If I have a time or having a bad time – I do look back at those images. They might make me cry, make me smile, but most of all they remind me of my family, of the good times, and maybe not so good times. The people I didn’t know, but my parents knew, the people who I grown up with and some I haven’t seen for far too long time. The places I have visited or I have left and most of all it just keeps the treasure of all my memories. It doesn’t matter, how silly you look with a bow in your hair that is bigger then your head, or your wearing your favorite skirt, which by your mums comment were the only thing you would allowed her to dress you in…

I have stories that have been built around those images, from my mum’s, dad’s, and grandma’s point of view.. My own mischievous scribbles behind the images (that obviously weren’t allowed, as I was tiny and I didn’t had a clue what to or how to write). This is all ME, me and my family, friends and the place.

I believe that we all have these good and not so good memories, we might choose to show these images to others or keep them just to ourselves, but at the end of the day, no matter what we decide to do with them, they (the photographs) will be the story tellers of our life.


What makes me wonder is that if the “Family Album” is all about portraits of people, group shots taken at Christmas, Easter, Christening, Wedding, Birthday, in my case Name Days, New born Babies, Prom and maybe just some ordinary day in kitchen, when mum is cooking, baking and defiantly entertaining us.

As Susan Sontag said: “A family’s photograph album is generally about the extended family and, often, is all that remains of it.”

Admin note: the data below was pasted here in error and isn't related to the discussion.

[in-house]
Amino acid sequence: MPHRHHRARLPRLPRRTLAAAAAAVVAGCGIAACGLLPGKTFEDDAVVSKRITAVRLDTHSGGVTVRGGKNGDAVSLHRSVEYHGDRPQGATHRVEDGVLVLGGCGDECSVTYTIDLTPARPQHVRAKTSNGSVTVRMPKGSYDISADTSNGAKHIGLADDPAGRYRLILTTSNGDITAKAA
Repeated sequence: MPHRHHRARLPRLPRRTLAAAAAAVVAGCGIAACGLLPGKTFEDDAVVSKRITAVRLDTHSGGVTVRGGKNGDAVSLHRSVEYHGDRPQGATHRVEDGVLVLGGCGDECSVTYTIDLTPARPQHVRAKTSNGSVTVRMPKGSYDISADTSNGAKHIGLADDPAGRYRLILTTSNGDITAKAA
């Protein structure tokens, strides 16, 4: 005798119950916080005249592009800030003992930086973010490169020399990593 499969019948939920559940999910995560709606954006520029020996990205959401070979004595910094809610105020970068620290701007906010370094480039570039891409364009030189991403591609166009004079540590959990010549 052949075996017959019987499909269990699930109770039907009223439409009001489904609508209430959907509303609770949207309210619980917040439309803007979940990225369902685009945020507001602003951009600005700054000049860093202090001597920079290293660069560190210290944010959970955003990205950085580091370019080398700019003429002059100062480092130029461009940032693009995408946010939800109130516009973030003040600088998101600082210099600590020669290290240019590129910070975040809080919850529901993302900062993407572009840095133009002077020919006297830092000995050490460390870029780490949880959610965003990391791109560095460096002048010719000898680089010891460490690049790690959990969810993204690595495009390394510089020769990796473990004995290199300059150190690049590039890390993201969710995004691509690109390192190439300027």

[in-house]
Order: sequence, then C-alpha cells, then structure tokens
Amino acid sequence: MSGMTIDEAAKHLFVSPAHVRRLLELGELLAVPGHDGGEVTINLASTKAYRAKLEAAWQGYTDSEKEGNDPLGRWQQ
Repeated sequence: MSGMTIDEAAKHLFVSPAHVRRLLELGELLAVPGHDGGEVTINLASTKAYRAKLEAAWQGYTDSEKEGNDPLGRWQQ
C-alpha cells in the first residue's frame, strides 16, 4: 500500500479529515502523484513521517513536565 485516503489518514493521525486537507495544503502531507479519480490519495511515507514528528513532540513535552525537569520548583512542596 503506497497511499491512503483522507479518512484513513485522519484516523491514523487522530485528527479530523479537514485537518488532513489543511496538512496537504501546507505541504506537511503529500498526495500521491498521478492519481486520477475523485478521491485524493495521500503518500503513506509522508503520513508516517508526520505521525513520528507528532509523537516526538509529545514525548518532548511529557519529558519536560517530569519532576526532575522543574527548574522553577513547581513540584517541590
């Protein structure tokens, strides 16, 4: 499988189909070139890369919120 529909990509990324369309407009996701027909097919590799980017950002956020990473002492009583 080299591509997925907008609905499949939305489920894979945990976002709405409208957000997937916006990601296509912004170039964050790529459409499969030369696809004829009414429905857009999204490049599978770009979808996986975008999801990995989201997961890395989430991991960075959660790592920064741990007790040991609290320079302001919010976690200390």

Does “Family Album” involves shots of your favorite place, food, drinks or a green house with amazing poppies, that are not needed to be at that particular bed, random snaps, that remind you of fabulous road trip through 8 countries (this did happen to me, I was rather moody, and sleepy and so not enjoying early morning run to the nearest shop for a cup of coffee)… Returning to the point I was making, is “family pictures” all about the family, or does the place and space around as tells the story as well as a snap of my grandma sitting by the Christmas tree.?

For me (as a person with point of view) I have to say, that not all of the stuff you have snapped away should be displayed in Facebook, blog or any other delightful 21st century invention.

I know it is what we are tented to do. And I do it, with out thinking of it. Till my brother and his fiancée had a baby girl (yes, I am a proud auntie) that was the moment when I released that those moments should be kept in private. I am not saying that I wouldn’t be tempted to upload silly, adorable and amazing images of this little girl (the same as her parents), but shouldn’t it be decided by her. After all, she is the one we are exposing to other. I don’t count this as being over protective, I count it as being protective over a child, and if one day she decides she will post images of her first birthday, first car, or University graduation, she will have those images and rights to use them as she please.

Social media is bigger then we think it is and it can be used in different way.

  1. To promote yourself

I know that there are people who do produce images of their personal life and still do display them socially as work of art, Richard Billingham (as one of them) photographed his family for many years, and his proximity and familiarity mate it possible for him to record the minute of their everyday life.